Deaths from synthetic opioids, including fentanyl, have increased in many single states. But it’s clear to see that some have been hit a lot harder than others. According to the Center or Disease Control and Prevention, the states that have seen the worst increases in synthetic opioids are:
- West Virginia
- New York
- New Hampshire
Other East coat states have also experienced significant increased in overdoses, including:
- South Carolina
- North Carolina
However, many states that weren’t mentioned as they did not meet the inclusion criteria. As such, the seriousness of fentanyl abuse and addiction in those areas should not be dismissed. Ohio County’s high amount of fentanyl casualties has caused it to be dubbed the “overdose capital of America”. In the county of Frederick, Maryland, a billboard has been erected that displays the total number of opioid-related overdoses. Boston has seen a significant increase in fentanyl-related deaths, despite a recent decline in fatal opioid-related overdoses. In fact, 69% of overdose fatalities that received toxicology screenings in the state of Massachusetts in 2016 tested positive for fentanyl. These statistics all paint a very clear picture: the fentanyl death toll isn’t slowing down anytime soon. 2017 isn’t quite over yet, which means we haven’t even seen the most recent statistics on fentanyl in America. It’s estimated that nearly half a million Americans could be killed by opioids in the next decade.
What Is The Government Doing In Response?
The DEA reports that 239 kilograms of fentanyl were seized between 2013 and 2015. But despite this, the drug continues to spread across the country, claiming more and more lives every year. The US government is taking measures to try and curb the spread of fentanyl. Earlier this year, the Commission on Narcotic Drugs scheduled two fentanyl precursors and one fentanyl analogue. This means that orders for these chemicals will be closely monitored, hopefully curbing illegal manufacturing. President Trump recently declared America’s opioid epidemic a national emergency. He promised to provide more funds and resources to tackle the problem. However, recent changes to Medicaid means that many people with opioid addiction will be unable to access the required treatment, as it may not be covered by their insurance. Former White House Office of National Drug Control Policy director Michael Botticelli has called for a complete nation-wide ban on high-grade prescription opioids, petitioning congress in an effort to curb America’s overdose statistics. Naloxone, a drug that reverses the effects of fentanyl, is currently the best fentanyl treatment against the effects of fentanyl. It’s administered in the case of an overdose, and can save lives. But it’s still not a solution for the growing opioid epidemic.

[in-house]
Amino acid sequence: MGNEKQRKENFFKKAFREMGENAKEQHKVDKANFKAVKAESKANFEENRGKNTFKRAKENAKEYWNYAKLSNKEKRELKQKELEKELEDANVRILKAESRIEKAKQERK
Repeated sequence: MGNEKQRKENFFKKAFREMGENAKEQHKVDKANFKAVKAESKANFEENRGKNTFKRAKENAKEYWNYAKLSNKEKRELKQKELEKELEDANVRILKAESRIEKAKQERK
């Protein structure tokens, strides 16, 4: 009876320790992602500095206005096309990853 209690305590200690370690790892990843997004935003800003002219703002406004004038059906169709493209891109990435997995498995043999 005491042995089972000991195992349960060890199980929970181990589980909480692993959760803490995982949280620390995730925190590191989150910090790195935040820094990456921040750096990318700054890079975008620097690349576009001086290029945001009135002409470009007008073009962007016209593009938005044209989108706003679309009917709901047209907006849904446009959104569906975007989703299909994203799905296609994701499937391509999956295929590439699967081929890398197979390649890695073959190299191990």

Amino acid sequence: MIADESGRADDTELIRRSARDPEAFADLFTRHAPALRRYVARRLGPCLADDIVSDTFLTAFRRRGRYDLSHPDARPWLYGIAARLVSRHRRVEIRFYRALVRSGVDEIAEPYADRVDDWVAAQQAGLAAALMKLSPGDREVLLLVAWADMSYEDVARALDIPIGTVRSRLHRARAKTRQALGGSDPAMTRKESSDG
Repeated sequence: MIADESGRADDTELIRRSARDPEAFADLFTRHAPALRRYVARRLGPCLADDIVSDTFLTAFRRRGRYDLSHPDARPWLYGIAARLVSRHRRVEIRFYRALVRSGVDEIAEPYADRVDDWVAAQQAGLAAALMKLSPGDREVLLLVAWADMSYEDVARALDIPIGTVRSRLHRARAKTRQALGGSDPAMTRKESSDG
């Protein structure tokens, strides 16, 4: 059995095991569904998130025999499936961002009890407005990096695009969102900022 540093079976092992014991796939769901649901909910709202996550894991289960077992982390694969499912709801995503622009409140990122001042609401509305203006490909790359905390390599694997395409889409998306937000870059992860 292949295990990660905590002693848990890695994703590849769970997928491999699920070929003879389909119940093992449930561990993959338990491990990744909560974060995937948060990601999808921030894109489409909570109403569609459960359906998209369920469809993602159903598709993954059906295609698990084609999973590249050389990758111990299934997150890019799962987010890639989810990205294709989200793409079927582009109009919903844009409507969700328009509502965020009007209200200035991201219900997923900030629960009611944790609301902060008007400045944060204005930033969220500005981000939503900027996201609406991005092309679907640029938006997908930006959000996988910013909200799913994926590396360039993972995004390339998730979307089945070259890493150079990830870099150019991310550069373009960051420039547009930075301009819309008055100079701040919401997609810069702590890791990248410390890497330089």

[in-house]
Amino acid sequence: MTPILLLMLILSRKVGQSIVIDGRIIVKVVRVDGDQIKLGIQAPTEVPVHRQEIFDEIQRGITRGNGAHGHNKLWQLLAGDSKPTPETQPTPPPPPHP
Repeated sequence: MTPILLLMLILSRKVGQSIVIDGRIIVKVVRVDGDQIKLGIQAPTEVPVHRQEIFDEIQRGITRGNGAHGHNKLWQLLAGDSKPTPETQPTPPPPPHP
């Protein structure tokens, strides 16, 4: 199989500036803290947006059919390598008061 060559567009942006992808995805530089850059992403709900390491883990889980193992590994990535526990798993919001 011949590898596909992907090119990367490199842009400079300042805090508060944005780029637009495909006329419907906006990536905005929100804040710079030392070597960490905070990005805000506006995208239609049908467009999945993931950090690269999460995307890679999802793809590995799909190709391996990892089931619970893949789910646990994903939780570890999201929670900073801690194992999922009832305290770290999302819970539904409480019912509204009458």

The Effect Of Fentanyl On All Of America
You may not think you’re personally affected by the fentanyl crisis, but that’s not true at all. Drug abuse and addiction puts a huge drain on America’s resources, which can be a burden to all taxpayers and citizens. Treating the high number of fentanyl overdoses put a huge strain on medical resources. Hospital emergency rooms, medical responders and police are often busy dealing with fentanyl emergencies. Fentanyl use can also cause the following health issues:
- Liver and kidney failure
- Higher pain tolerance, which can be dangerous if an injury occurs
- Depression and anxiety
Illegal fentanyl use often involves intravenous injection. People who use opioids this way can expose themselves to diseases such as Hepatitis C and HIV. These conditions require ongoing medical treatment, which can financially burden both the patient and public resources. People who have fentanyl addictions often resort to crime to support their habit, which burdens the justice system. Not to mention the funding and manpower that must be allocated toward restricting the manufacture and supply of fentanyl into American communities. Given how addictive and strong fentanyl is, people who use it are often incapable of living normal lives. Their performance at work and school can suffer, and they often find themselves unable to contribute to society. This drop in the workforce means less stimulation to the economy.